License for fonts that come with the operating system

Hello experts,

I got a question from some people that are using a typeface that comes pre-installed on MacOS, so they never directly acquired a license for it. Now they want to use that typeface to make physical letters for educational purposes. Do they need to acquire a license for this? Or is the license already covered by Apple? Any help/pointers would be greatly appreciated.




  • The only way to know is to refer to the agreement you have with the maker of the operating system.  There's not a universal answer.  
  • John HudsonJohn Hudson Posts: 2,239
    Typically, the license for bundled fonts in operating systems is pretty liberal, so long as the fonts are not decompiled or redistributed: users with legit licenses to the operating system are allowed to use the fonts to make things, and I don’ think making physical letters would be excluded. That said, Joyce is right that one should not assume a universal answer, and instead should check the OS license (which may or may not include font-specific terms).
  • To clarify, I said to check your agreement with the manufacturer rather than the OS terms of service because they might not agree.  If they don't, I'm pretty sure your agreement would be the one that would govern but that would be a question for a lawyer.  
  • Clarifying an aspect of what John said: OS licenses are generally liberal regarding use of the fonts bundled with the OS... but only in the context of that OS.

    It's not clear what is meant by "use that typeface to make physical letters for educational purposes". Do they want to print letters at large sizes to put up on a classroom wall?
  • James PuckettJames Puckett Posts: 1,802
    You could try asking Apple’s legal people:

    But Apple’s license terms change as updates are released, so whoever you talk to there might not give you the correct answer. I would contact whoever designed/publishes the typeface so that they can tell you exactly what their terms with Apple are.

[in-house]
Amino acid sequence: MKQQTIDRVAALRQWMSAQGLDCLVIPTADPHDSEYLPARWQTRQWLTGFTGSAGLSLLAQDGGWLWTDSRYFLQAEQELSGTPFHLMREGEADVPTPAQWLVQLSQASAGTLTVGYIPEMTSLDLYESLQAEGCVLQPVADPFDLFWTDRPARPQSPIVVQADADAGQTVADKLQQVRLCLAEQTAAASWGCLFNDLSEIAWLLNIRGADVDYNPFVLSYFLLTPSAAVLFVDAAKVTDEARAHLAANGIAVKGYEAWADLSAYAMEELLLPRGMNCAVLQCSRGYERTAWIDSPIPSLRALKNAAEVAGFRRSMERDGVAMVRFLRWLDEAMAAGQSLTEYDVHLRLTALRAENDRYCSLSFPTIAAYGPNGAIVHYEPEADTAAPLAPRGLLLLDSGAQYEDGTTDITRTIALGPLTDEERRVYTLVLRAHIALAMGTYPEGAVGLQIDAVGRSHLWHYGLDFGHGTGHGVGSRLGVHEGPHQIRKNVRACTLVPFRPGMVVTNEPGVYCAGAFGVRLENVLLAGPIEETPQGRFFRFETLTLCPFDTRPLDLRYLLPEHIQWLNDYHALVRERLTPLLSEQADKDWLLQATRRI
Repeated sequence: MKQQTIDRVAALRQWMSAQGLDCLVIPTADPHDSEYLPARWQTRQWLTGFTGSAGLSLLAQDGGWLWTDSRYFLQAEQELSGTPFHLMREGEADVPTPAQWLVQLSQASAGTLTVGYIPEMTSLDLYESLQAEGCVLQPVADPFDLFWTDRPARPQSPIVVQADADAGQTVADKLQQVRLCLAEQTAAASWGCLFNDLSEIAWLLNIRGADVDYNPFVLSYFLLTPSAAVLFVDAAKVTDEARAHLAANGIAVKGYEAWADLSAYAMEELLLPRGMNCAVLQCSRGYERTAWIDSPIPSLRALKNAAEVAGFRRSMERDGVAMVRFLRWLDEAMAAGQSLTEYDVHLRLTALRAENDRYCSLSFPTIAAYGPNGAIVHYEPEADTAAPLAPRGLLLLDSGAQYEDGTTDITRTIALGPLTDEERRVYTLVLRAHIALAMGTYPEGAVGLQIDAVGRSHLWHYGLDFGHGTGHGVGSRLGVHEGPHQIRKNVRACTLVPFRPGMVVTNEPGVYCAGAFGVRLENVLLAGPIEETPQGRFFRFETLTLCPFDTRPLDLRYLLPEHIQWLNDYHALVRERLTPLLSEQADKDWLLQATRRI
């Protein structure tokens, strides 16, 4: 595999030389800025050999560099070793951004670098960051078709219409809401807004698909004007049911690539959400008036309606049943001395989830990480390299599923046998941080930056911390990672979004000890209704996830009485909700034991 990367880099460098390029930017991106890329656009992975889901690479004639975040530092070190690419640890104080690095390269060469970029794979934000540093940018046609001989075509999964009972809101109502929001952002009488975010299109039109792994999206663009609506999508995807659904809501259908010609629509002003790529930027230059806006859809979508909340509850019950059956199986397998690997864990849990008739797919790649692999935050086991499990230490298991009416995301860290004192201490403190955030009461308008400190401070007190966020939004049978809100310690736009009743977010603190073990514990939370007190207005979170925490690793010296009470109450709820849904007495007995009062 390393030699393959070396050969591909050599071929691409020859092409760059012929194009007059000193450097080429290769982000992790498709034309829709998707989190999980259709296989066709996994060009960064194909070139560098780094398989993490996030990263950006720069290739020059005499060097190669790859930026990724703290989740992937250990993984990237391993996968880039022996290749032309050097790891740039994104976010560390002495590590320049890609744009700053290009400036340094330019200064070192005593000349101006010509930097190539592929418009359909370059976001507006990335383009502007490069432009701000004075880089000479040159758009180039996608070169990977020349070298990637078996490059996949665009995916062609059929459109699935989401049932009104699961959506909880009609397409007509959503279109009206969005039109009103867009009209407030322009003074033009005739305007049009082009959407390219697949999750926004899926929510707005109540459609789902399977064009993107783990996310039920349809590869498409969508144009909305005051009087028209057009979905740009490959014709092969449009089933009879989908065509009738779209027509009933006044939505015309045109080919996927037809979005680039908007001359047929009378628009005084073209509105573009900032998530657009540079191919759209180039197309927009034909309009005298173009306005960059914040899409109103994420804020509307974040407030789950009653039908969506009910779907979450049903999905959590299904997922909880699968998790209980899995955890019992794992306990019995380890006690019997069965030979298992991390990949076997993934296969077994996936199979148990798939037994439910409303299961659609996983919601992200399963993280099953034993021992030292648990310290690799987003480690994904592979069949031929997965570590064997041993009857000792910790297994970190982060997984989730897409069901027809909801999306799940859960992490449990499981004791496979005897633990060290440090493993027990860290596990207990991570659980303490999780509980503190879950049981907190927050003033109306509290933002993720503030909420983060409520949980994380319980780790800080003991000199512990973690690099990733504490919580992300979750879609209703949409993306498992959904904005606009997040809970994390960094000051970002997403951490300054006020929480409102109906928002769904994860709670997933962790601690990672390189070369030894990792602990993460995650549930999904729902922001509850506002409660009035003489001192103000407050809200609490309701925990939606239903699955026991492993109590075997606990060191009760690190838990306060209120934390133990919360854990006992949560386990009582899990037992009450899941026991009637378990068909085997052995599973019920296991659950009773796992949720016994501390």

• @James Puckett Did I get the wrong end of the stick?  I thought that @Jasper de Waard is the designer of the font and received the request from an end user who's done exactly as you suggest.  
  • Ray LarabieRay Larabie Posts: 1,140
    edited January 15
    I get this question now and then. I have no idea which Mac OS is the current one but I searched for Mac OSX EULA, found the Catalina agreement and this is the font section.
    E. Fonts. Subject to the terms and conditions of this License, you may use the fonts included with the Apple Software to display and print content while running the Apple Software; however, you may only embed fonts in content if that is permitted by the embedding restrictions accompanying the font in question. These embedding restrictions can be found in the Font Book/Preview/Show Font Info panel.
    I'm not a lawyer but it seems like making physical letters doesn't violate anything this section.
  • James PuckettJames Puckett Posts: 1,802

    @James Puckett Did I get the wrong end of the stick?  I thought that @Jasper de Waard is the designer of the font and received the request from an end user who's done exactly as you suggest.  
    I was wrong. I get confused easily.
  • Thanks for the help everybody, and apologies for the vagueness!

    The typeface isn't mine, and the people aren't my clients. I was just trying to help them answer this question, and realized that I didn't have the answer, so came to ask for help here. I'd say you've given them all they need :)
  • John SavardJohn Savard Posts: 883
    On general principles, I would consider that it's very likely that if you have either a Macintosh or a Windows machine, fonts that came with the operating system, or with your word processing software, are licensed to use with the printers on your computer. But they probably would not be licensed for embedding in PDF files or use on web sites.
    Usually, that's not much of an issue in the case of web sites, since people viewing your web site would have the same or similar fonts on their systems; so you would just need to specify the name of the typeface without any need to put up a copy of the font as a webfont. You would want to learn the names of similar typefaces used by Windows and MacOS, so you could name both of them as alternates. And, for that matter, also those used by Linux.
    And since Linux also tries to have similar typefaces available, that means you have free font alternatives you can use in PDF documents, solving the remaining case.
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